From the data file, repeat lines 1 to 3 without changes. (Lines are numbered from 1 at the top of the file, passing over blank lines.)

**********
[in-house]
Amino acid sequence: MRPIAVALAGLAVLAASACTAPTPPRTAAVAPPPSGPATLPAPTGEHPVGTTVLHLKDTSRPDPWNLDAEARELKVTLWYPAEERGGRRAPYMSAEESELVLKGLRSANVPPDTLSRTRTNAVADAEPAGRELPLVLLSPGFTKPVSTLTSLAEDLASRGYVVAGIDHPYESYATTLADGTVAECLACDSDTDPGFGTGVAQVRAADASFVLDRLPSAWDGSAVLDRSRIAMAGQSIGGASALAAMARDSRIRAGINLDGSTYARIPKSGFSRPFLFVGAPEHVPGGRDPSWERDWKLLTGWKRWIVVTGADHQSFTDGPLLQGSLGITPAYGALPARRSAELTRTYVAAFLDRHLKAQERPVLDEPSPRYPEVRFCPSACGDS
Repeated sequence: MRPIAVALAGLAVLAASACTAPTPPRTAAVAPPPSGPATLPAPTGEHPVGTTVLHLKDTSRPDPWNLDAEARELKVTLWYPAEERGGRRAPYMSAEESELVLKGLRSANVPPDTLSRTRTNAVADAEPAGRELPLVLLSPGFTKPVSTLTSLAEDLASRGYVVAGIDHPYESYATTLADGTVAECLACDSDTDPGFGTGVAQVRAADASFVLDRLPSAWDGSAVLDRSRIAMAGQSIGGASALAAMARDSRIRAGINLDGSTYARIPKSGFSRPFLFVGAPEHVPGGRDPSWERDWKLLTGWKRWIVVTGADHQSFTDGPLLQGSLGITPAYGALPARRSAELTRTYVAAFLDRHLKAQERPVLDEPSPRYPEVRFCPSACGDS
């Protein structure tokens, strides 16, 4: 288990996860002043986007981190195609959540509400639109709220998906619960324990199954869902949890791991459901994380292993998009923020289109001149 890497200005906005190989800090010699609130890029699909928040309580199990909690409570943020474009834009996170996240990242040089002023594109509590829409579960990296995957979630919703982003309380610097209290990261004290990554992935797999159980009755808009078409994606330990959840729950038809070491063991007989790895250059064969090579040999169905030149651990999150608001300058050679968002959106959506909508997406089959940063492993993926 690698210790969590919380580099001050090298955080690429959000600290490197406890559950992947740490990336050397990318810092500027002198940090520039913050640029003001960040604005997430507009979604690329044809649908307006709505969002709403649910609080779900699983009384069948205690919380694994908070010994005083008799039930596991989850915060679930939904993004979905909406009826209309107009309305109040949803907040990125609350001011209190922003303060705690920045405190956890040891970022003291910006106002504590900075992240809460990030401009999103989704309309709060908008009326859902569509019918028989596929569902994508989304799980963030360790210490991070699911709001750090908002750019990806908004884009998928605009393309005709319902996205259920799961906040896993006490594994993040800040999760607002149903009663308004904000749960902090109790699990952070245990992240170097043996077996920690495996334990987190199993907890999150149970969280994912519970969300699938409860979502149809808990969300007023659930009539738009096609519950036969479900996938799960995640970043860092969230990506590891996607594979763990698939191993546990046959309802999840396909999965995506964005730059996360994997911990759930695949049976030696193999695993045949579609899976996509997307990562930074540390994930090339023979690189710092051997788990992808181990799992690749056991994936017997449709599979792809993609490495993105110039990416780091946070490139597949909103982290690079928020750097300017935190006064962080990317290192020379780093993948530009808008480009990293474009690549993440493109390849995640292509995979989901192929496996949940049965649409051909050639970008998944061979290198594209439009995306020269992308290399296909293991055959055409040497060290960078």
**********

[in-house]
Amino acid sequence: MRPIAVALAGLAVLAASACTAPTPPRTAAVAPPPSGPATLPAPTGEHPVGTTVLHLKDTSRPDPWNLDAEARELKVTLWYPAEERGGRRAPYMSAEESELVLKGLRSANVPPDTLSRTRTNAVADAEPAGRELPLVLLSPGFTKPVSTLTSLAEDLASRGYVVAGIDHPYESYATTLADGTVAECLACDSDTDPGFGTGVAQVRAADASFVLDRLPSAWDGSAVLDRSRIAMAGQSIGGASALAAMARDSRIRAGINLDGSTYARIPKSGFSRPFLFVGAPEHVPGGRDPSWERDWKLLTGWKRWIVVTGADHQSFTDGPLLQGSLGITPAYGALPARRSAELTRTYVAAFLDRHLKAQERPVLDEPSPRYPEVRFCPSACGDS
Repeated sequence: MRPIAVALAGLAVLAASACTAPTPPRTAAVAPPPSGPATLPAPTGEHPVGTTVLHLKDTSRPDPWNLDAEARELKVTLWYPAEERGGRRAPYMSAEESELVLKGLRSANVPPDTLSRTRTNAVADAEPAGRELPLVLLSPGFTKPVSTLTSLAEDLASRGYVVAGIDHPYESYATTLADGTVAECLACDSDTDPGFGTGVAQVRAADASFVLDRLPSAWDGSAVLDRSRIAMAGQSIGGASALAAMARDSRIRAGINLDGSTYARIPKSGFSRPFLFVGAPEHVPGGRDPSWERDWKLLTGWKRWIVVTGADHQSFTDGPLLQGSLGITPAYGALPARRSAELTRTYVAAFLDRHLKAQERPVLDEPSPRYPEVRFCPSACGDS